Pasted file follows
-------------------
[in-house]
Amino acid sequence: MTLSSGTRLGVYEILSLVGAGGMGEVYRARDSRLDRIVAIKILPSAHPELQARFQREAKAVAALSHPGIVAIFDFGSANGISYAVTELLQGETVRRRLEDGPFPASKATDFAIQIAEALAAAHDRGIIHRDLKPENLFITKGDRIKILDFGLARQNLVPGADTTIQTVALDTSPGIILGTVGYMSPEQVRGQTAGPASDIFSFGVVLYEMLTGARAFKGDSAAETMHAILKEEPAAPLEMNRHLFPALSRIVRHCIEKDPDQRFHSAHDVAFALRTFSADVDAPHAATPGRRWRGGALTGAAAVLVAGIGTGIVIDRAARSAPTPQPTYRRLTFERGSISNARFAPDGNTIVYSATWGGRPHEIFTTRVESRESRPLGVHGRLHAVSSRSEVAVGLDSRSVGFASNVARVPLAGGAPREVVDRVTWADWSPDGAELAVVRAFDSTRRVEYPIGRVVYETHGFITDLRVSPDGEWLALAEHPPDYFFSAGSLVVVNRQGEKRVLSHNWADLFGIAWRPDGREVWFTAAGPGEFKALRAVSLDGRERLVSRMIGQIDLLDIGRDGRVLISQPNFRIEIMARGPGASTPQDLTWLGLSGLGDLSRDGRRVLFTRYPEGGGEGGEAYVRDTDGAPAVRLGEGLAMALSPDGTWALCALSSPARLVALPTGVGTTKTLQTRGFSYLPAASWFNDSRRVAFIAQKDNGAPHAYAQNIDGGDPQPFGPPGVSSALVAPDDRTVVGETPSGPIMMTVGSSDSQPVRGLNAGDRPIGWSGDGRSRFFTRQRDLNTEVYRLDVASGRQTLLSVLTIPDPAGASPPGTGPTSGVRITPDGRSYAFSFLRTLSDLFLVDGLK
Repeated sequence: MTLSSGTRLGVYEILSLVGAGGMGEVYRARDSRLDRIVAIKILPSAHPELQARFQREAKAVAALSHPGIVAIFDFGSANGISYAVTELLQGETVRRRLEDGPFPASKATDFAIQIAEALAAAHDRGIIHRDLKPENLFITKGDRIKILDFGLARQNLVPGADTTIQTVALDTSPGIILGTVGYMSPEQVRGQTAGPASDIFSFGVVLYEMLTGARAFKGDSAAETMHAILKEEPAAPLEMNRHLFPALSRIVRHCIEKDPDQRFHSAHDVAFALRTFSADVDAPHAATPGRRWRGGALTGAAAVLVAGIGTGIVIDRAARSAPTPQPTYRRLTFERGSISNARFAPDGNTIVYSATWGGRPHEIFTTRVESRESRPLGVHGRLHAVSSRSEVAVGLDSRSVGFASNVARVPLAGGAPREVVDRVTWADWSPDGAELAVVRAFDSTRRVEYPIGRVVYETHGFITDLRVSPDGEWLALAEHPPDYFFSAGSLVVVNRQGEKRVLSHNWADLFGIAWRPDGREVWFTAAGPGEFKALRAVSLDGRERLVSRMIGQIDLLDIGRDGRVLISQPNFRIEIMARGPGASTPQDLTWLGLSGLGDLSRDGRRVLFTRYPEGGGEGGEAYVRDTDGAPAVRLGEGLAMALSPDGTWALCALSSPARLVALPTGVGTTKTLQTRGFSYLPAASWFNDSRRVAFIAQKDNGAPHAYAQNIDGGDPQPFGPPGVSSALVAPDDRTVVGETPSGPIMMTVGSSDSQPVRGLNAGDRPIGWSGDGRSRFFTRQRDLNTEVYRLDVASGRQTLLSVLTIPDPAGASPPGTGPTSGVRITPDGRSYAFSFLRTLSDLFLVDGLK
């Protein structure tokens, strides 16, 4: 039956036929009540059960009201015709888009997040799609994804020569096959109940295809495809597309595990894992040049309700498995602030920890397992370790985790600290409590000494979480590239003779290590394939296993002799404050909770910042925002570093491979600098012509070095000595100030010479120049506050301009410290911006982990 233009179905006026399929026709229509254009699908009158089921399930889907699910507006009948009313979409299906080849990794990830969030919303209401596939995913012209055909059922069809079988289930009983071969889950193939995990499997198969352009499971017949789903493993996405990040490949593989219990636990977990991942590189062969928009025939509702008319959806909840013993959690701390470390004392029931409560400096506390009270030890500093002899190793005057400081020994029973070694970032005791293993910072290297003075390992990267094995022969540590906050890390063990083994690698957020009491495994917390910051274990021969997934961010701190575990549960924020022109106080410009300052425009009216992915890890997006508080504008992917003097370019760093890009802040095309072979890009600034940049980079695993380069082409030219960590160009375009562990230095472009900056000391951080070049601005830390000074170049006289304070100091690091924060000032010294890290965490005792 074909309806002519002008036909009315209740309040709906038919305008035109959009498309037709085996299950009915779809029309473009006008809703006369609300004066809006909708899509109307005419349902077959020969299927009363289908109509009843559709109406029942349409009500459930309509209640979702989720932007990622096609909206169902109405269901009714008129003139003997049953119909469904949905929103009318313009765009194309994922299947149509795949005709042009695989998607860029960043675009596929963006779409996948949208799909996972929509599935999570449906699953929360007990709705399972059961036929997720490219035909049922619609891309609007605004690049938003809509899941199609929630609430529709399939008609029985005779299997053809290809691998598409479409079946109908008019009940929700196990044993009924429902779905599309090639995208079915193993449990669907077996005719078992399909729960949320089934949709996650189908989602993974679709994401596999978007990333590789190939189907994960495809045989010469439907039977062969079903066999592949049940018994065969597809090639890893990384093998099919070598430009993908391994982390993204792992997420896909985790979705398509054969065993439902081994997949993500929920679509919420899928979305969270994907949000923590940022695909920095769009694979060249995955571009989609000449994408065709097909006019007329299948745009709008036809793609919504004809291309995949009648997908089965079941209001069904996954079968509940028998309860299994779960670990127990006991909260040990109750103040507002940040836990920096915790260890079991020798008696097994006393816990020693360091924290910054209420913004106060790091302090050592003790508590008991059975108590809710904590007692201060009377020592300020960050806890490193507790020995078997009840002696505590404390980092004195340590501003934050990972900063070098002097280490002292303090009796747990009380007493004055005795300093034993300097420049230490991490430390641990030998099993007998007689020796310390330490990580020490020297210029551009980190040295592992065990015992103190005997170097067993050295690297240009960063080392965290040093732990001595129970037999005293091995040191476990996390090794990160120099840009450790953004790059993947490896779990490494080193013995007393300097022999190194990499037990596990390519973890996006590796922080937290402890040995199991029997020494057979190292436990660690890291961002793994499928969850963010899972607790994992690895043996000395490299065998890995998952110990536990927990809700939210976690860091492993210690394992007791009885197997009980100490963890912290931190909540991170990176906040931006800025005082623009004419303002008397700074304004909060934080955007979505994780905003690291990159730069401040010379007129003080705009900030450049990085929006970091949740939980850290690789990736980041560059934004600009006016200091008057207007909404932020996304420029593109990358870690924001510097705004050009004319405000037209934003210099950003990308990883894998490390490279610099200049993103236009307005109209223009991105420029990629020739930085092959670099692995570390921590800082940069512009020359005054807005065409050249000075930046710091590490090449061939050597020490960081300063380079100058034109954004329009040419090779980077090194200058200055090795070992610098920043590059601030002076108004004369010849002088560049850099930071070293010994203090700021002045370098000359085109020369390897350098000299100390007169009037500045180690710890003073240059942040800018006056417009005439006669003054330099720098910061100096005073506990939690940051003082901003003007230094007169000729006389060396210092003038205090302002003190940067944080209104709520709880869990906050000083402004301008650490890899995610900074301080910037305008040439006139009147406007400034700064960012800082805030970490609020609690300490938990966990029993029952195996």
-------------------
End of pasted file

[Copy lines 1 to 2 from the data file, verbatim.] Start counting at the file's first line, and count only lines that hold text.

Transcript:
[in-house]
Amino acid sequence: MTLSSGTRLGVYEILSLVGAGGMGEVYRARDSRLDRIVAIKILPSAHPELQARFQREAKAVAALSHPGIVAIFDFGSANGISYAVTELLQGETVRRRLEDGPFPASKATDFAIQIAEALAAAHDRGIIHRDLKPENLFITKGDRIKILDFGLARQNLVPGADTTIQTVALDTSPGIILGTVGYMSPEQVRGQTAGPASDIFSFGVVLYEMLTGARAFKGDSAAETMHAILKEEPAAPLEMNRHLFPALSRIVRHCIEKDPDQRFHSAHDVAFALRTFSADVDAPHAATPGRRWRGGALTGAAAVLVAGIGTGIVIDRAARSAPTPQPTYRRLTFERGSISNARFAPDGNTIVYSATWGGRPHEIFTTRVESRESRPLGVHGRLHAVSSRSEVAVGLDSRSVGFASNVARVPLAGGAPREVVDRVTWADWSPDGAELAVVRAFDSTRRVEYPIGRVVYETHGFITDLRVSPDGEWLALAEHPPDYFFSAGSLVVVNRQGEKRVLSHNWADLFGIAWRPDGREVWFTAAGPGEFKALRAVSLDGRERLVSRMIGQIDLLDIGRDGRVLISQPNFRIEIMARGPGASTPQDLTWLGLSGLGDLSRDGRRVLFTRYPEGGGEGGEAYVRDTDGAPAVRLGEGLAMALSPDGTWALCALSSPARLVALPTGVGTTKTLQTRGFSYLPAASWFNDSRRVAFIAQKDNGAPHAYAQNIDGGDPQPFGPPGVSSALVAPDDRTVVGETPSGPIMMTVGSSDSQPVRGLNAGDRPIGWSGDGRSRFFTRQRDLNTEVYRLDVASGRQTLLSVLTIPDPAGASPPGTGPTSGVRITPDGRSYAFSFLRTLSDLFLVDGLK